During a live broadcast to the nation on Friday, Japan’s Prime Minister Shinzo Abe declared he was leaving his post because a chronic health problem has resurfaced. Until the new leader is selected, the longest-serving Prime Minister said that nothing will change with his current obligation and will continue to serve the Japanese people.
Abe says he will again resign due to poor health https://t.co/AmA7ii5BSg— The Japan Times (@japantimes) August 28, 2020
An emotional Abe, 65, appeared during a conference to confirm his resignation to the Prime Minister Office, “I apologize from the bottom of my heart that despite all of the support from the Japanese people, I am leaving the post with one full year left in my term, and in the midst of various policies and coronavirus,” he said. Since he was a teenager, Abe suffered, ulcerative colitis which causes inflammation, and sometimes polyps in the bowels; a condition that was said controlled with treatment but may sometimes cause life threatening-complications. Associated Press revealed that the speculations about his health issues began this summer after two consecutive unspecified hospital visits happened in Tokyo hospital. The Prime minister shared that he is now on a new treatment that requires IV injections, though there is some improvement, Abe will not give much hope to its constituents that this will cure his condition thus, made up his mind to leave his post.
The scandals and controversies that surround his administration in the past years of serving Japan had tested Abe’s leadership. This decision ends the almost eight year-political stint of a political blue blood Abe, who just surpassed a half-a-century-old record of the longest consecutive days in office as Prime Minister set by his great-uncle Eisaku Sato. He had been due to head the state until September 2021. It is Mr. Abe’s second time to resign as prime minister over ill health, having previously ended a one-year stint in power in 2007 due to the same medical condition before returning to power in 2012, said by The Telegraph.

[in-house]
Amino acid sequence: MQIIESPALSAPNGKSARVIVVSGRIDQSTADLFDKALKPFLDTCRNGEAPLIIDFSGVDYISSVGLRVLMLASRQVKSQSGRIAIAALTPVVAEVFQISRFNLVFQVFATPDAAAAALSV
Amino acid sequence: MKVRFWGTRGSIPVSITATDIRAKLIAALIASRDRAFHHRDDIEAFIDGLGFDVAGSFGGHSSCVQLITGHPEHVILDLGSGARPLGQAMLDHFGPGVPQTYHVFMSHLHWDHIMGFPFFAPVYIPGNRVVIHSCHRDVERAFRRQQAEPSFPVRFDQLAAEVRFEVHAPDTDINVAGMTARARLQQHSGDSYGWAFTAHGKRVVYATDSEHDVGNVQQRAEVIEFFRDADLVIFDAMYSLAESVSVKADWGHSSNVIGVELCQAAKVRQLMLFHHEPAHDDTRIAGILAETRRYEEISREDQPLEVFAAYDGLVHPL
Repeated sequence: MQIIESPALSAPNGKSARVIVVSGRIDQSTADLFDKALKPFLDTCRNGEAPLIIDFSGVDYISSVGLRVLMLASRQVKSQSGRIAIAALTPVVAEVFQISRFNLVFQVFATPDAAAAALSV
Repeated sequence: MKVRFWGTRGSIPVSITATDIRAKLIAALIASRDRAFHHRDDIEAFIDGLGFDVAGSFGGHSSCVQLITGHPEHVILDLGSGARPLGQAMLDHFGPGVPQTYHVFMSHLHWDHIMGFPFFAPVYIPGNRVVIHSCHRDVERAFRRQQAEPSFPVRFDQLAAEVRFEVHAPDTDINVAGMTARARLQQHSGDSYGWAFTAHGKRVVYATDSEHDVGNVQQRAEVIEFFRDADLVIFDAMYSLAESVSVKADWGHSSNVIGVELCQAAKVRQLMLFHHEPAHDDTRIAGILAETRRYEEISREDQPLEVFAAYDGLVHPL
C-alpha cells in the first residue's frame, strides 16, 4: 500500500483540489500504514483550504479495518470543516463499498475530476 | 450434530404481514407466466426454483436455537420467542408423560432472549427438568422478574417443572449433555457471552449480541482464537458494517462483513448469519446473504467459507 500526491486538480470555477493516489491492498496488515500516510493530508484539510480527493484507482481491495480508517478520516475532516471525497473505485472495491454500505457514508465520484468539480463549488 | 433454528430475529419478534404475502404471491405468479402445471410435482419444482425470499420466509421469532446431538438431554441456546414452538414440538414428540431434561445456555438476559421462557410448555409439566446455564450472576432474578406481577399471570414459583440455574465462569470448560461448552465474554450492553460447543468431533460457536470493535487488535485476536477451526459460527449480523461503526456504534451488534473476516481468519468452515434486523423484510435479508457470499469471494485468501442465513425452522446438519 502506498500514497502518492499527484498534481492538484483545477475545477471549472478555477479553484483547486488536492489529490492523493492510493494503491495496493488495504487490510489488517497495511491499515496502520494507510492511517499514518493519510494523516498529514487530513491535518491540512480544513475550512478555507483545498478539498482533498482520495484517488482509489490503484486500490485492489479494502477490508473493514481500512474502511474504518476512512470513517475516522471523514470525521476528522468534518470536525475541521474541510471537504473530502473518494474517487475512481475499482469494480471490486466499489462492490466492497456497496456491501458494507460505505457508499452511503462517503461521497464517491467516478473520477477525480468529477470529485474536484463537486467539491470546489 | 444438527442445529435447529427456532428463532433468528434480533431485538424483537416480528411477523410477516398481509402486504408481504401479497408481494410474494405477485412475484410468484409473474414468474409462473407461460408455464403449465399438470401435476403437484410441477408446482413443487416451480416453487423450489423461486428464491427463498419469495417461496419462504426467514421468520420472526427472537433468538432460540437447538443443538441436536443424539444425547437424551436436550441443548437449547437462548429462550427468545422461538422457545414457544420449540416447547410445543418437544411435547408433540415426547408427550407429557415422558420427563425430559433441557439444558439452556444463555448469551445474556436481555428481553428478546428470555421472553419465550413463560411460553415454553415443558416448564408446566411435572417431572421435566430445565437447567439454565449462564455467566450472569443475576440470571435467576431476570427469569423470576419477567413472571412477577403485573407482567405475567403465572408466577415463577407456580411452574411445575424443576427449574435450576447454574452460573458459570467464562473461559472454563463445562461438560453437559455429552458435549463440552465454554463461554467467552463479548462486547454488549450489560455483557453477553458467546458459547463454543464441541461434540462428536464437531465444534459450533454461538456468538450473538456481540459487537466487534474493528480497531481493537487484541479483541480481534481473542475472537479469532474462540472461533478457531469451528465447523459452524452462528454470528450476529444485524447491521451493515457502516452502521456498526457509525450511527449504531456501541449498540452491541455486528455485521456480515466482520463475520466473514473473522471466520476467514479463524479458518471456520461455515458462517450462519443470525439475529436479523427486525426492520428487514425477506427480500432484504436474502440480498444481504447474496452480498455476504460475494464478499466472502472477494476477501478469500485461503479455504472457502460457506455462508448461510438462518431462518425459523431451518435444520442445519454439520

13年前、私の持病である潰瘍性大腸炎が悪化をし、わずか１年で突然、総理の職を辞することとなり、国民の皆様には大変な御迷惑をおかけいたしました。その後幸い新しい薬が効いて、体調は万全となり、そして国民の皆様から御支持をいただき、再び総理大臣の重責を担うこととなりました。 pic.twitter.com/k92xrnLOPf— 安倍晋三 (@AbeShinzo) August 28, 2020
PM Abe, a well-known figure on the global stage, has been instrumental to pull-back Japan’s economy out of recession, making it the world's third-largest economy under his leadership. His governance focuses on branding Japan as a country of “normal and beautiful” with a stronger military, a relevant, and a more significant presence in the international scene. However, as part of an established political family, Abe faced many hurdles and issues, including the ongoing coronavirus pandemic and its impact on the economy, worsening tensions between the United States and nearby China, and a firm North Korea.
With his intention to step down, some politicians are eager to step in into his role as Japan’s next PM. A list of his potential successors includes - Shigeru Ishiba, a 63-year-old hawkish former defense minister, and Abe’s archrival. Fumio Kishida, a low-key former foreign minister, Defense Minister Taro Kono, Chief Cabinet Secretary Yoshihide Suga, and Yasutoshi Nishimura, an economic revitalization minister who is in charge of coronavirus measures.
NBC News detailed the legacy of Japan's Prime Minister Abe, who's a well-celebrated foreign leader in the international stage. Abe was one of the forces behind winning the 2020 Olympics for Tokyo, which currently put in to halt due to the pandemic. He has been applauded for boosting Japan's profile and for being a steady hand during the Fukushima nuclear disaster in 2011. In 2014, his government oversaw a historic shift, re-interpreting the country's constitution to enable Japanese troops to be able to fight abroad for the first time since World War II. Part of his political legacy includes his stance on defense; Abe attempted to formally rewrite the U.S.-drafted pacifist constitution, a long-cherished goal of his grandfather. For most of his critics and his ultra-conservative supporters, this plan could be one of his biggest failures, because they see this as a humiliating legacy of Japan’s World War II defeat.